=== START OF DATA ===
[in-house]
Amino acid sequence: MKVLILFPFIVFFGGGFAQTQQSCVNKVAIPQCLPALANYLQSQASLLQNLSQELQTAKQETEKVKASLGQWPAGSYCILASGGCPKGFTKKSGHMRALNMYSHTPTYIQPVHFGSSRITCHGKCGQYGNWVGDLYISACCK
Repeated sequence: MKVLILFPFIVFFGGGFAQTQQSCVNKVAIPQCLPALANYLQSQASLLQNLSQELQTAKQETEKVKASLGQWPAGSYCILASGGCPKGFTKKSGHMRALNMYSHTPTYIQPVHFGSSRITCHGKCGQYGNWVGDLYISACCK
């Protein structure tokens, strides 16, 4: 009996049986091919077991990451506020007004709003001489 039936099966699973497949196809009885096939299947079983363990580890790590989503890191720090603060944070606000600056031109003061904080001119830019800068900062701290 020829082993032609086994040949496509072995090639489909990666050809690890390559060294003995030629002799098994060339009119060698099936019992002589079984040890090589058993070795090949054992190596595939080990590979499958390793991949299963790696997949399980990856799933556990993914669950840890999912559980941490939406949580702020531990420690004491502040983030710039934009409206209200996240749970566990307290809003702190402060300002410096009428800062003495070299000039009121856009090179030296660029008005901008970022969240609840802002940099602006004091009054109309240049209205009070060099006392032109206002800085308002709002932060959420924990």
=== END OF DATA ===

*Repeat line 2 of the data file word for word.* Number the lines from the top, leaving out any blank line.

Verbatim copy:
Amino acid sequence: MKVLILFPFIVFFGGGFAQTQQSCVNKVAIPQCLPALANYLQSQASLLQNLSQELQTAKQETEKVKASLGQWPAGSYCILASGGCPKGFTKKSGHMRALNMYSHTPTYIQPVHFGSSRITCHGKCGQYGNWVGDLYISACCK